FIDH has been working on documenting the situation in Hungary over the past few years, advocating for concrete action to be taken by the European institutions against an increasing deterioration of the rule of law and human rights in this member state and to send a strong message to all member states that the EU’s founding values cannot be sold off. In October 2015, it carried out a fact-finding mission to Hungary, whose findings and conclusions are presented in its report "Hungary: Democracy under Threat, Six Years of Attacks against the Rule of Law", published in November 2016. The report documented attacks against the rule of law and human rights in Hungary since the current government came into power in 2010. It recommended that the EU take action, including by resorting to the Article 7 TEU procedure, in order to respond to a clear risk of a serious breach by Hungary of the EU’s founding values, as enshrined in Article 2 TEU. In April 2017, FIDH carried out another visit to Hungary, notably to gather information about recent developments regarding the National Higher Education Act and the Act ’on the Transparency of Organisations Receiving Foreign Funds’ (NGO law). Most recently, FIDH had written, with Amnesty International, the Open Society European Policy Institute, Reporters Without Borders, Human Rights Watch and AEDH, an open letter to all Members of the European Parliament ahead of the European Parliament’s plenary debate of 26 April 2017. The letter called on the EP to adopt a resolution which would acknowledge the severity of the situation, urge the Hungarian authorities to repeal the National Higher Education Act and withdraw the NGO law and to lay out a reasoned proposal to the European Council to activate the Article 7 TEU procedure.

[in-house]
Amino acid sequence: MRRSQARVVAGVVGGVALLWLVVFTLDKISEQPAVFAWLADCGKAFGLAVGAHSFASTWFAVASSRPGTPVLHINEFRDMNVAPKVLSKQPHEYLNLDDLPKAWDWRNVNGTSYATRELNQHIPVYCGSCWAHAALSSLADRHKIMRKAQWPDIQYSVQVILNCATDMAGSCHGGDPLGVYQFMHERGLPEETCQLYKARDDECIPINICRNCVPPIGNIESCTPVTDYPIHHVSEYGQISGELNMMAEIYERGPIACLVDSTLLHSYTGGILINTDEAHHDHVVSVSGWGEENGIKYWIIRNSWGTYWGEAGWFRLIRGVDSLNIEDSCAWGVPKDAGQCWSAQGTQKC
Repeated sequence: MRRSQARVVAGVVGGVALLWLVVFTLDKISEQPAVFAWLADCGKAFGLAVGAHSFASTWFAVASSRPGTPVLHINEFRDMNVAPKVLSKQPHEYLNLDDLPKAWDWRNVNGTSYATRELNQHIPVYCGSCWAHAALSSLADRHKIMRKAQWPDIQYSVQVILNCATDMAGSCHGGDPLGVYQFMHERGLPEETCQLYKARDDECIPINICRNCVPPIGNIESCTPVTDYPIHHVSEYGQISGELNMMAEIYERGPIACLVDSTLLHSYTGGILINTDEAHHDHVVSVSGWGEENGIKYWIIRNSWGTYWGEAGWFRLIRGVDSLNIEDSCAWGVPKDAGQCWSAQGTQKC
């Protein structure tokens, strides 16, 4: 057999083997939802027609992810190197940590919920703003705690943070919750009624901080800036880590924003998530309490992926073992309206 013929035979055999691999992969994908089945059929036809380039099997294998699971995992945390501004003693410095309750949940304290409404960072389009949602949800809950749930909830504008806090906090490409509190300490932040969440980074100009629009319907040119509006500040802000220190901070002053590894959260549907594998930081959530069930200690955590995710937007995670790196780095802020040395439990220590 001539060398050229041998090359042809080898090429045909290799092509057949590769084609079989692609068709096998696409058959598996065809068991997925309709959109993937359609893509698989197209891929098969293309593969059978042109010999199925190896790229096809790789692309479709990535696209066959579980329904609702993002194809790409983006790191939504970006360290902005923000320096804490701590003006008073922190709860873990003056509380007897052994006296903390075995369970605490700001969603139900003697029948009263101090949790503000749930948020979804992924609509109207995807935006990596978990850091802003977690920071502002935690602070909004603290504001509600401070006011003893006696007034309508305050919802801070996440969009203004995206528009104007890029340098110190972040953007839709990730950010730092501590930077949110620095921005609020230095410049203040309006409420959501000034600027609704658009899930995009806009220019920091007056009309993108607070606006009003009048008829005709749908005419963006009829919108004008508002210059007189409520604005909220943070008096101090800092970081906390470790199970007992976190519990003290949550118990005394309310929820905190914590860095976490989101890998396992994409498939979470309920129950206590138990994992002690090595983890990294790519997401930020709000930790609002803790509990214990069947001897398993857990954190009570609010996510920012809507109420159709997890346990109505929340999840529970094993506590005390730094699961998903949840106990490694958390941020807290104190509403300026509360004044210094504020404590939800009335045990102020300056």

Article 7 TEU

Article 7 TEU provides for a mechanism to be activated when there is a clear risk of a serious breach by a Member State of the values referred to in Article 2 TEU (Article 7 (1)). Once the existence of a serious and persistent breach is determined, and after inviting the Member State in question to submit its observations (Article 7 (2)), the Council may decide to suspend certain of the rights deriving from the application of the Treaties to the member state in question, including the voting rights of the representative of the government of that Member State in the Council (Article 7 (3)). The Council may always decide to vary or revoke measures taken under paragraph 3 in response to changes in the situation which led to their being imposed (Article 7 (4)).